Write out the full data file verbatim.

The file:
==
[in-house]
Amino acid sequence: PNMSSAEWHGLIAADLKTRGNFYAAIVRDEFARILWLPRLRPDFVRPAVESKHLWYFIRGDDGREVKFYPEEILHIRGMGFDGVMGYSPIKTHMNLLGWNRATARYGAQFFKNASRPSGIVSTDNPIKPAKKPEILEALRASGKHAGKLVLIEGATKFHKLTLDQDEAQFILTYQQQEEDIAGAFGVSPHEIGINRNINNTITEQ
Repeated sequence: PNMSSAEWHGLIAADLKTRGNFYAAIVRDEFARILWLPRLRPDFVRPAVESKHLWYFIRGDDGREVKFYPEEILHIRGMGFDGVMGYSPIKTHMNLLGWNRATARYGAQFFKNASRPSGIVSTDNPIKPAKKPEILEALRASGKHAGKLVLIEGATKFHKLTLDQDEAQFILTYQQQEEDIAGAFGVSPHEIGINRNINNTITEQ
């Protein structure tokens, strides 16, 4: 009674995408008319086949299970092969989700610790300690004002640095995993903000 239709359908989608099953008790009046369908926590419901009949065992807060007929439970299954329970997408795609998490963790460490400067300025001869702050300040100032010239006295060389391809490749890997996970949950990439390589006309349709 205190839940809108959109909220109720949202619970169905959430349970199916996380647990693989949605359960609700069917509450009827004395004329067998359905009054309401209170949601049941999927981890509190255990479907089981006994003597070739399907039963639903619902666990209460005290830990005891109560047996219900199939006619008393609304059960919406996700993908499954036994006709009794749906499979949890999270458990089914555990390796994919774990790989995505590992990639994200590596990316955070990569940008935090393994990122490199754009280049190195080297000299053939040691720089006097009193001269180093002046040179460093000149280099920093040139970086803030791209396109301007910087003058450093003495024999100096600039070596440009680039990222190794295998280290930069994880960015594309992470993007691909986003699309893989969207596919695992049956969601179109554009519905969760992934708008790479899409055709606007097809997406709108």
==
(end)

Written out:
[in-house]
Amino acid sequence: PNMSSAEWHGLIAADLKTRGNFYAAIVRDEFARILWLPRLRPDFVRPAVESKHLWYFIRGDDGREVKFYPEEILHIRGMGFDGVMGYSPIKTHMNLLGWNRATARYGAQFFKNASRPSGIVSTDNPIKPAKKPEILEALRASGKHAGKLVLIEGATKFHKLTLDQDEAQFILTYQQQEEDIAGAFGVSPHEIGINRNINNTITEQ
Repeated sequence: PNMSSAEWHGLIAADLKTRGNFYAAIVRDEFARILWLPRLRPDFVRPAVESKHLWYFIRGDDGREVKFYPEEILHIRGMGFDGVMGYSPIKTHMNLLGWNRATARYGAQFFKNASRPSGIVSTDNPIKPAKKPEILEALRASGKHAGKLVLIEGATKFHKLTLDQDEAQFILTYQQQEEDIAGAFGVSPHEIGINRNINNTITEQ
């Protein structure tokens, strides 16, 4: 009674995408008319086949299970092969989700610790300690004002640095995993903000 239709359908989608099953008790009046369908926590419901009949065992807060007929439970299954329970997408795609998490963790460490400067300025001869702050300040100032010239006295060389391809490749890997996970949950990439390589006309349709 205190839940809108959109909220109720949202619970169905959430349970199916996380647990693989949605359960609700069917509450009827004395004329067998359905009054309401209170949601049941999927981890509190255990479907089981006994003597070739399907039963639903619902666990209460005290830990005891109560047996219900199939006619008393609304059960919406996700993908499954036994006709009794749906499979949890999270458990089914555990390796994919774990790989995505590992990639994200590596990316955070990569940008935090393994990122490199754009280049190195080297000299053939040691720089006097009193001269180093002046040179460093000149280099920093040139970086803030791209396109301007910087003058450093003495024999100096600039070596440009680039990222190794295998280290930069994880960015594309992470993007691909986003699309893989969207596919695992049956969601179109554009519905969760992934708008790479899409055709606007097809997406709108």